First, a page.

Nursing study: Many hospitals are ‘lax’ in infection control protocols

Hospitals have plenty of protocols in place to curb infections, but many clinicians fail to follow them, concludes a new Columbia University School of Nursing study published this month in the American Journal of Infection Control. What the study calls “lax compliance” with infection-control protocols—even in intensive care units (ICUs)—could have serious impact on what a nursing home provider inherits in a resident referral.

In the study, Patricia Stone, PhD, MPH, RN, FAAN, the Centennial Professor of Health Policy at the nursing school, investigated compliance with evidence-based policies to prevent infection in 1,653 ICUs at 975 hospitals nationwide. The study focused on three of the most common hospital infections that also plague nursing homes: central line-associated bloodstream infections (CLABSIs), ventilator-associated pneumonia and catheter-associated urinary tract infections (CAUTIs).  

In one highlight from the study, researchers found that although 90 percent of hospital ICUs had a checklist of protocols in place to guard against CLABSIs, “the policies were followed only about half of the time,” noted the university release.

Hospital ICU compliance data for the prevention of CAUTIs were equally dismal; the study reported a lack of universally accepted checklists to prevent them and that “one-third of hospitals had no prevention polices in place to prevent these infections.” In addition, the study states: “Evidence-based practices related to CAUTI prevention have not been well implemented. The CDC's CAUTI guidelines were not published until 2009, and, as documented in this study, hospitals across the country are at varying stages of implementing, reinforcing, and measuring the outcomes related to this set of guidelines. Clearly, more focus on CAUTIs is needed, and dissemination and implementation studies to inform how best to improve evidence based practices should be helpful.”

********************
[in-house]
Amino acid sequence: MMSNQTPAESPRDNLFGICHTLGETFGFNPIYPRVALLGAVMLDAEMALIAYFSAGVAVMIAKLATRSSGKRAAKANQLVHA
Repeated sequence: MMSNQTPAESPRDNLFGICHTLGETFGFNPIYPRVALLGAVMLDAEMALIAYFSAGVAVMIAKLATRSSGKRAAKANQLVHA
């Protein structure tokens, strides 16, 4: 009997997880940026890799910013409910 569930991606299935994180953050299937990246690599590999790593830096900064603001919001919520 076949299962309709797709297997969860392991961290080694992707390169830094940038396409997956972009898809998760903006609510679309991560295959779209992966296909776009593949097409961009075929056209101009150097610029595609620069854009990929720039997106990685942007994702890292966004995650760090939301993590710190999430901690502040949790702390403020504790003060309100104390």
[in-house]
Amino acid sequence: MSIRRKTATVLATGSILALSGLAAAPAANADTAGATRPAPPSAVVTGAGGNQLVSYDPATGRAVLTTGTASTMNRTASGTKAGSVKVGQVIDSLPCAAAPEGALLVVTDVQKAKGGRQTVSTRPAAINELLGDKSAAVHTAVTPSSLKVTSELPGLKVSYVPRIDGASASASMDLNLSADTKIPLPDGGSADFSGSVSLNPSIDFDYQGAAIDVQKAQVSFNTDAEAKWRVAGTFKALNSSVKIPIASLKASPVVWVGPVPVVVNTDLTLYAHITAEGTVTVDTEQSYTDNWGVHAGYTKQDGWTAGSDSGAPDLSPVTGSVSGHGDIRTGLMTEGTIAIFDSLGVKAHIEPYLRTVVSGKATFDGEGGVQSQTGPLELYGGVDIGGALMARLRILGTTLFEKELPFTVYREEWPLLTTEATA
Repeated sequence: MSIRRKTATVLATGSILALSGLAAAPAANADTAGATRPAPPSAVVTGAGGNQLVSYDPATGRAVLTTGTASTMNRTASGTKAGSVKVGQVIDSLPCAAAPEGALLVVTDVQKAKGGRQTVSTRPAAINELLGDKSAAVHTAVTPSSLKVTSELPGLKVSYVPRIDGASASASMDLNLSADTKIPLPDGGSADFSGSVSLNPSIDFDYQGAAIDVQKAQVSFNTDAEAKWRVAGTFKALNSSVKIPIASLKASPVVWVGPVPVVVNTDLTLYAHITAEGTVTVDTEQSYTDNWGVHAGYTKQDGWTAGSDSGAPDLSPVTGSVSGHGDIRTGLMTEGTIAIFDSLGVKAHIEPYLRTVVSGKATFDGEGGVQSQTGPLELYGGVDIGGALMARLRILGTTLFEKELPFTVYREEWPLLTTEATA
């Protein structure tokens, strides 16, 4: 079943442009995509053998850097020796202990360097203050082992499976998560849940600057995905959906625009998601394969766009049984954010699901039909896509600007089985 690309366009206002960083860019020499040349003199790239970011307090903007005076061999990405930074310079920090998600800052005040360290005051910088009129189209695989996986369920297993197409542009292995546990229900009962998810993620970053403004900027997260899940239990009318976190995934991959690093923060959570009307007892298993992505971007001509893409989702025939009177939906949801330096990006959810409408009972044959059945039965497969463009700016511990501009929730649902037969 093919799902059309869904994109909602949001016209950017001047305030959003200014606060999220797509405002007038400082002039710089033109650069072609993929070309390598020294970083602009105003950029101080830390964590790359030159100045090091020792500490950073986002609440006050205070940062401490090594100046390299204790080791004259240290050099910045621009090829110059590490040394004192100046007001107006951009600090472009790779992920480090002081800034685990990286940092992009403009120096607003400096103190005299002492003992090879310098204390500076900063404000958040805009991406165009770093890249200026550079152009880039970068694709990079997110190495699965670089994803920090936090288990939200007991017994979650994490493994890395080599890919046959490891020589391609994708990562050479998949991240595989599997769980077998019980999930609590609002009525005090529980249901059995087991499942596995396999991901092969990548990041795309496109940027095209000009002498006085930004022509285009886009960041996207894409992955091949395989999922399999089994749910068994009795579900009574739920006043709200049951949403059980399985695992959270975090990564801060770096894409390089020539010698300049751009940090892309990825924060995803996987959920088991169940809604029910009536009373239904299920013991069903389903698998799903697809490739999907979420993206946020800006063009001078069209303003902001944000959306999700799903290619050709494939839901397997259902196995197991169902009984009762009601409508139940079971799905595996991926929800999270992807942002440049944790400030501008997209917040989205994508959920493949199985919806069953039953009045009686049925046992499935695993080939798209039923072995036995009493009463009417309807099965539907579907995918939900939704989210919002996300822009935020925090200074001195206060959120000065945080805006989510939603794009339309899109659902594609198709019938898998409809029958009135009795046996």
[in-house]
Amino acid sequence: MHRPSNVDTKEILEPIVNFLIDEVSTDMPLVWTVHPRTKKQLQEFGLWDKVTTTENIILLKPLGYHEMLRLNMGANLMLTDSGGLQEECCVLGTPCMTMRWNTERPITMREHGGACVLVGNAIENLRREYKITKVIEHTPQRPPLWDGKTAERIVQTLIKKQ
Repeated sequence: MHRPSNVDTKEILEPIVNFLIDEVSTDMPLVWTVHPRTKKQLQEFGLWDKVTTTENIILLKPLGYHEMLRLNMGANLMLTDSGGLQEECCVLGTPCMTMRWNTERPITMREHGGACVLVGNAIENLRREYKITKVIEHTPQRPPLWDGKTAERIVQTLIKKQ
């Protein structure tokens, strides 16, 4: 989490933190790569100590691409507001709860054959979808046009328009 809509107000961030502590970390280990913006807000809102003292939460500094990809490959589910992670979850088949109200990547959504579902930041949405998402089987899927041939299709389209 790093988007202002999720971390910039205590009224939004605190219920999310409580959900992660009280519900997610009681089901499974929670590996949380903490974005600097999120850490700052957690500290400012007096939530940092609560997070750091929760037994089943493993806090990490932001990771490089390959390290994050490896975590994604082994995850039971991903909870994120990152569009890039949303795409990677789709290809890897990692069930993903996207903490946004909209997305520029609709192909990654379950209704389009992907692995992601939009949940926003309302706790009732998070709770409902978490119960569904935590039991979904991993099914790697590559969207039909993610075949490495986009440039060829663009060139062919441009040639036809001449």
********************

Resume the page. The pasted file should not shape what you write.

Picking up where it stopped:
Improving the protocols and their use within hospitals would benefit from infection-control certification of staff and the use of electronic monitoring systems, the study concluded.

Notes the study’s lead researcher Stone, who has published extensive research on healthcare-associated infections (HAIs) and has contributed to prevention guidelines issued by the Joint Commission: “Hospitals aren’t following the rules they put in place themselves to keep patients safe. Rules don’t keep patients from dying unless they’re enforced,” she said in a university release about the study. “We’ve come a long way in understanding what causes healthcare-associated infections and how to prevent them. This study shows we still have a long way to go in compliance with well-established, life-saving and cost-saving measures that we know will lower infection rates.”

HAIs kill an estimated 10,000 people a year nationwide, according to the Centers for Disease Control and Prevention (CDC). HAIs remain a weighty challenge for all long-term care facilities and have been brought to the forefront, following the federal initiatives for reducing HAIs issued by the CDC.

Related article:

Bloodstream infections addressed in Joint Commission toolkit

To see Patricia Stone discuss the study findings, click on the link provided by the Columbia University School of Nursing:

To see more stats and info about preventing HAIs, click here.

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